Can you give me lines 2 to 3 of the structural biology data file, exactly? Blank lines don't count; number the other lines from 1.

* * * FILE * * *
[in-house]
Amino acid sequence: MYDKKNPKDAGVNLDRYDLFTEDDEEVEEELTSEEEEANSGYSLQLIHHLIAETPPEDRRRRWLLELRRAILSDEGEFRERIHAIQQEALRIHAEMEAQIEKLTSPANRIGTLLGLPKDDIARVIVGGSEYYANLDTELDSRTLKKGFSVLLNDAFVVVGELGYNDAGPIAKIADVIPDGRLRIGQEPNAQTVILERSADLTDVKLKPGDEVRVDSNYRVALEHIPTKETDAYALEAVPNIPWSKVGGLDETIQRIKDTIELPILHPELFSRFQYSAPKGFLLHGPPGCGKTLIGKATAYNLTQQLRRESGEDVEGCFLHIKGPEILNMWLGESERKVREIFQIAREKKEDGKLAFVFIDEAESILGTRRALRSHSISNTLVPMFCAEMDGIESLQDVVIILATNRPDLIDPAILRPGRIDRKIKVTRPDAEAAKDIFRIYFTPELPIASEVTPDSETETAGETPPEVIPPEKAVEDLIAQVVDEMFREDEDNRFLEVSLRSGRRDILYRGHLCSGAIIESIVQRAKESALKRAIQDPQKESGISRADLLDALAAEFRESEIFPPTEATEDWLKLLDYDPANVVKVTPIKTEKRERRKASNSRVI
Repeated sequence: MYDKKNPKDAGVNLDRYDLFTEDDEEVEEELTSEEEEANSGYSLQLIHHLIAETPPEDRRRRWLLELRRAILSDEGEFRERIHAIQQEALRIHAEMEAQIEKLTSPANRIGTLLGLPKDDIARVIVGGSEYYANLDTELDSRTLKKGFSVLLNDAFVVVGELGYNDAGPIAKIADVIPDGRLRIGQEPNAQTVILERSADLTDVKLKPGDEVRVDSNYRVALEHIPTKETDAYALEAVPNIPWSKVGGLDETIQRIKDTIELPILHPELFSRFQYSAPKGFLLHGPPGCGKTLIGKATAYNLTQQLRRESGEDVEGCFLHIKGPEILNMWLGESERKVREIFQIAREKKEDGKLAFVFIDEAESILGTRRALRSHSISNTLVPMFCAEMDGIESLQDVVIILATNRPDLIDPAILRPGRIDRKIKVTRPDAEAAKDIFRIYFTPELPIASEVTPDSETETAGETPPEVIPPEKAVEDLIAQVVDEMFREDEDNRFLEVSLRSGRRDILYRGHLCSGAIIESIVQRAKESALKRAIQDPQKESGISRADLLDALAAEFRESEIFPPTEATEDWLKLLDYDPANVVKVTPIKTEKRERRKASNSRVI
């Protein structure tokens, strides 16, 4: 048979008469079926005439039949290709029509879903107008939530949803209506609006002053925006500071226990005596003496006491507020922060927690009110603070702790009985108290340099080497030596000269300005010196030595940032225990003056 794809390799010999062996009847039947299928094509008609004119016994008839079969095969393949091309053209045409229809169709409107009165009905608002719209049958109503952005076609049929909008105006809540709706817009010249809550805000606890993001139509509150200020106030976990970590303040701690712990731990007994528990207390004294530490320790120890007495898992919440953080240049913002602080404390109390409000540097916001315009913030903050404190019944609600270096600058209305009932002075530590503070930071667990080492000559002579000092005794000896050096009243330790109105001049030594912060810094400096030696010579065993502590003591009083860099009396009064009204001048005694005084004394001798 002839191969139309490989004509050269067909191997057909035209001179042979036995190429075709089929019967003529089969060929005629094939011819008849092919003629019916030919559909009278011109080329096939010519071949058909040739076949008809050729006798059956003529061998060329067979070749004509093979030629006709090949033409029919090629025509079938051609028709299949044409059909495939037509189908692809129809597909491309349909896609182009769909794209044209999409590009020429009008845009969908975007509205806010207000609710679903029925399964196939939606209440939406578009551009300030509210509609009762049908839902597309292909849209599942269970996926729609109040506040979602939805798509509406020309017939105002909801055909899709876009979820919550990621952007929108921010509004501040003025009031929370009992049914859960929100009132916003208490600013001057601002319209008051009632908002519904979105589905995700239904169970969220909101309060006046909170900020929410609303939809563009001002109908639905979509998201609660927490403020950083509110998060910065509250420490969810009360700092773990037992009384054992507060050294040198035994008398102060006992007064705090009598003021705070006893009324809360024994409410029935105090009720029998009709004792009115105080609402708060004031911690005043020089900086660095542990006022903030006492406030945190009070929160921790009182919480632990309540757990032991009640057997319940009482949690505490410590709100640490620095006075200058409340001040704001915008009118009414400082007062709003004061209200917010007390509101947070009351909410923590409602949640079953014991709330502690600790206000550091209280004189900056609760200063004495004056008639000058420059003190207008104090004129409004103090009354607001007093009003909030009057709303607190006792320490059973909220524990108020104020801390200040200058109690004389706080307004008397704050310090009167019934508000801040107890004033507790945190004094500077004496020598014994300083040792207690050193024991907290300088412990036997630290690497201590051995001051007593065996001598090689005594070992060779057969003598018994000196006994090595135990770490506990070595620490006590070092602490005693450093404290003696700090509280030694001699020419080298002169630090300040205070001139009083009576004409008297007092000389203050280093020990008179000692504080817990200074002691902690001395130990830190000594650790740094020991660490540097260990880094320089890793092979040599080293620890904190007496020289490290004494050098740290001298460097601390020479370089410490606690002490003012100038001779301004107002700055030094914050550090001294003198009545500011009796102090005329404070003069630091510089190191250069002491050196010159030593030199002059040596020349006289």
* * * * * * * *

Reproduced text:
Amino acid sequence: MYDKKNPKDAGVNLDRYDLFTEDDEEVEEELTSEEEEANSGYSLQLIHHLIAETPPEDRRRRWLLELRRAILSDEGEFRERIHAIQQEALRIHAEMEAQIEKLTSPANRIGTLLGLPKDDIARVIVGGSEYYANLDTELDSRTLKKGFSVLLNDAFVVVGELGYNDAGPIAKIADVIPDGRLRIGQEPNAQTVILERSADLTDVKLKPGDEVRVDSNYRVALEHIPTKETDAYALEAVPNIPWSKVGGLDETIQRIKDTIELPILHPELFSRFQYSAPKGFLLHGPPGCGKTLIGKATAYNLTQQLRRESGEDVEGCFLHIKGPEILNMWLGESERKVREIFQIAREKKEDGKLAFVFIDEAESILGTRRALRSHSISNTLVPMFCAEMDGIESLQDVVIILATNRPDLIDPAILRPGRIDRKIKVTRPDAEAAKDIFRIYFTPELPIASEVTPDSETETAGETPPEVIPPEKAVEDLIAQVVDEMFREDEDNRFLEVSLRSGRRDILYRGHLCSGAIIESIVQRAKESALKRAIQDPQKESGISRADLLDALAAEFRESEIFPPTEATEDWLKLLDYDPANVVKVTPIKTEKRERRKASNSRVI
Repeated sequence: MYDKKNPKDAGVNLDRYDLFTEDDEEVEEELTSEEEEANSGYSLQLIHHLIAETPPEDRRRRWLLELRRAILSDEGEFRERIHAIQQEALRIHAEMEAQIEKLTSPANRIGTLLGLPKDDIARVIVGGSEYYANLDTELDSRTLKKGFSVLLNDAFVVVGELGYNDAGPIAKIADVIPDGRLRIGQEPNAQTVILERSADLTDVKLKPGDEVRVDSNYRVALEHIPTKETDAYALEAVPNIPWSKVGGLDETIQRIKDTIELPILHPELFSRFQYSAPKGFLLHGPPGCGKTLIGKATAYNLTQQLRRESGEDVEGCFLHIKGPEILNMWLGESERKVREIFQIAREKKEDGKLAFVFIDEAESILGTRRALRSHSISNTLVPMFCAEMDGIESLQDVVIILATNRPDLIDPAILRPGRIDRKIKVTRPDAEAAKDIFRIYFTPELPIASEVTPDSETETAGETPPEVIPPEKAVEDLIAQVVDEMFREDEDNRFLEVSLRSGRRDILYRGHLCSGAIIESIVQRAKESALKRAIQDPQKESGISRADLLDALAAEFRESEIFPPTEATEDWLKLLDYDPANVVKVTPIKTEKRERRKASNSRVI